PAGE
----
And so I just knew that I wanted to do this because I have a grandson. Well, I have four grandchildren now, but at the time I had one grandson and he would do yoga with me, and I saw the benefits that it gave him. So I thought, we need this. They’re our future. And so it just started with one small little party at my house, and then it has turned into this. And we’re thriving and I’m so proud of it. I’m really proud of it because it’s something that’s my purpose and my mission. And when you find that you wake up every day and it doesn’t feel like work, I’m just doing what brings me joy. So it’s a wonderful place to be.

Did you notice since you were doing this before the pandemic, that during the pandemic, things changed? Did you notice a change in kids and people?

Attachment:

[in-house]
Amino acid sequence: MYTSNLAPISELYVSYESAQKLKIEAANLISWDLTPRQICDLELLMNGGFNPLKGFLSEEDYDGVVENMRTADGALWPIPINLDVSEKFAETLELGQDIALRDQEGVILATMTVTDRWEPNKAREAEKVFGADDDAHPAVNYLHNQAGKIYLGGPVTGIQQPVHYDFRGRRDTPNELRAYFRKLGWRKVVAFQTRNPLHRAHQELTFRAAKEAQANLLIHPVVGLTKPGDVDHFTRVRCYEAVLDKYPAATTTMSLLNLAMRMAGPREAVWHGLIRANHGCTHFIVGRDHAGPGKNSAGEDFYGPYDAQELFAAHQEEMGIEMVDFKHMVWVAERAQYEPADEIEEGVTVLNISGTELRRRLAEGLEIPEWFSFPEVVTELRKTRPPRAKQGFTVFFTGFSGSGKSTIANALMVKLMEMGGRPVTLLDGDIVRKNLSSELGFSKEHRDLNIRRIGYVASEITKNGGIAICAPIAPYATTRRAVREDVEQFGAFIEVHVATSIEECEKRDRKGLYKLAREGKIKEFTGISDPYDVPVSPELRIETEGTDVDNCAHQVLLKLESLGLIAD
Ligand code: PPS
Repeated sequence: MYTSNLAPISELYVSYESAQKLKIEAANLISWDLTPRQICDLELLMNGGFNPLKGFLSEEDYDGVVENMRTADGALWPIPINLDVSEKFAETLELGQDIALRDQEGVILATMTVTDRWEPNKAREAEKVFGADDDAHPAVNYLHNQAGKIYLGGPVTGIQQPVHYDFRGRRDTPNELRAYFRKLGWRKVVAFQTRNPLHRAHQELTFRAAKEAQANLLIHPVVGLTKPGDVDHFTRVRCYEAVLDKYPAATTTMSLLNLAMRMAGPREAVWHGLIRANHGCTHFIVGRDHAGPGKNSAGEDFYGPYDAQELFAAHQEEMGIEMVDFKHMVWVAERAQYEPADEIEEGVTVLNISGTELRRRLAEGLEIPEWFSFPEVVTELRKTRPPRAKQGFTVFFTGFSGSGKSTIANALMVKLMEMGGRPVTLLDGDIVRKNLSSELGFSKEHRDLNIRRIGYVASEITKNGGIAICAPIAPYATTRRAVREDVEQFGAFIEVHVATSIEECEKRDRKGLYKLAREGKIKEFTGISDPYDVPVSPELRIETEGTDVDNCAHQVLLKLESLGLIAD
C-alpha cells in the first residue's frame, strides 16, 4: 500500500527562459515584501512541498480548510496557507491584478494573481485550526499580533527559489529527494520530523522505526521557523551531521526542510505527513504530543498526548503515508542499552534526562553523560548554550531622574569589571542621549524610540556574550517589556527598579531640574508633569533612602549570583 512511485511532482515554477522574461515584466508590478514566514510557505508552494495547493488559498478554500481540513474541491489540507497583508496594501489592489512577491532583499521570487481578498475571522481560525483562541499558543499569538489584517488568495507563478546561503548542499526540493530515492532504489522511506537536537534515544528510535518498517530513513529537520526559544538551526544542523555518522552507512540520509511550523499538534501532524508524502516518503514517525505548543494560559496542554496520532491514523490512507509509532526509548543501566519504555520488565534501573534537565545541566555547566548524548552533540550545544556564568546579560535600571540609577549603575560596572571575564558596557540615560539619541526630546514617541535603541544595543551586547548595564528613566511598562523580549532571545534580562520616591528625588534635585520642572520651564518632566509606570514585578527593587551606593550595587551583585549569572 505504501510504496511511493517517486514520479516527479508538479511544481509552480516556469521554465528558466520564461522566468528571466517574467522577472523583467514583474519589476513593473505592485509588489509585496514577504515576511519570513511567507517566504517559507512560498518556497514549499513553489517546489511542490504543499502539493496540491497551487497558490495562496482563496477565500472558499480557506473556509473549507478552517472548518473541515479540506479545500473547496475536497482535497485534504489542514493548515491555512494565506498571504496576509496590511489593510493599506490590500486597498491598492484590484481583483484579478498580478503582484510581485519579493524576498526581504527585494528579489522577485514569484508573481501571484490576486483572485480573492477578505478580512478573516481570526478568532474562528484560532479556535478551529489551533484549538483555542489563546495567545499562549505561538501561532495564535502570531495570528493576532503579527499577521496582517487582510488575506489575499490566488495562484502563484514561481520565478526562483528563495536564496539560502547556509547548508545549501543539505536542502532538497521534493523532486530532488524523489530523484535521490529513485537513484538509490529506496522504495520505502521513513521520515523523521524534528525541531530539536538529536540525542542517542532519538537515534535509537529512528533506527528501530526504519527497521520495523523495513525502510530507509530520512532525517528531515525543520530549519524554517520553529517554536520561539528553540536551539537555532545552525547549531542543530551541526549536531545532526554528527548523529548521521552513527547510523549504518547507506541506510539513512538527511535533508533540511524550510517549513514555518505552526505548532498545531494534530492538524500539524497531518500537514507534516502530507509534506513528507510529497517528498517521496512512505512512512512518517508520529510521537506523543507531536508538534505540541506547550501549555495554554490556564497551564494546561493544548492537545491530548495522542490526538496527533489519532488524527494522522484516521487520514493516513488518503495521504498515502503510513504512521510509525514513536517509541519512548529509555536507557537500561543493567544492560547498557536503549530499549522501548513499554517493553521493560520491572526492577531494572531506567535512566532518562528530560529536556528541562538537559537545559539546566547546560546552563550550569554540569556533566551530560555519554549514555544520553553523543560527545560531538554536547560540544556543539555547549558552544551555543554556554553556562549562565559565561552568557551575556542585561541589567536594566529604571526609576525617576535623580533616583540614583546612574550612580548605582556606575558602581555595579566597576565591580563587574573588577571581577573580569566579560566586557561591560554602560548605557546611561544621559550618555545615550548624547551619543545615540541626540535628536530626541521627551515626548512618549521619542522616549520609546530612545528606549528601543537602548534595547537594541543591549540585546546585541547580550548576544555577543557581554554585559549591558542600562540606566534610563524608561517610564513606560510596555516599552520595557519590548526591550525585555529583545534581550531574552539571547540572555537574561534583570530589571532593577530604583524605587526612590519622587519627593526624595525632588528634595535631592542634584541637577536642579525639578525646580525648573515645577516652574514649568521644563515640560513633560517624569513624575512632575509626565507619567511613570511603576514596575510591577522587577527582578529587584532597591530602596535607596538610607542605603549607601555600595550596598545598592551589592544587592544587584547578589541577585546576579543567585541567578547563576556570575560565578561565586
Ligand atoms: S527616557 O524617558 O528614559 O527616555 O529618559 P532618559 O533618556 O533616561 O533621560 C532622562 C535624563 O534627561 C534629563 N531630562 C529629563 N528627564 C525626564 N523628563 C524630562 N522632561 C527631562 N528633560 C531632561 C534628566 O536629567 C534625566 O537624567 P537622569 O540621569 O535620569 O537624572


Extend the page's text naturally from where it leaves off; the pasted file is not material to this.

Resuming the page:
The space that I have, I’ve just gotten it, before I was mobile. I was just going everywhere. School, daycare centers, senior citizen facilities, parks, anywhere you can spread a mat out. I would go because I firmly believe yoga is for everybody, and you can do yoga anywhere. So I was mobile, and I still am, because I firmly believe in taking yoga to people. I don’t expect people to come to me. It’s my job and my responsibility to take yoga out into the world.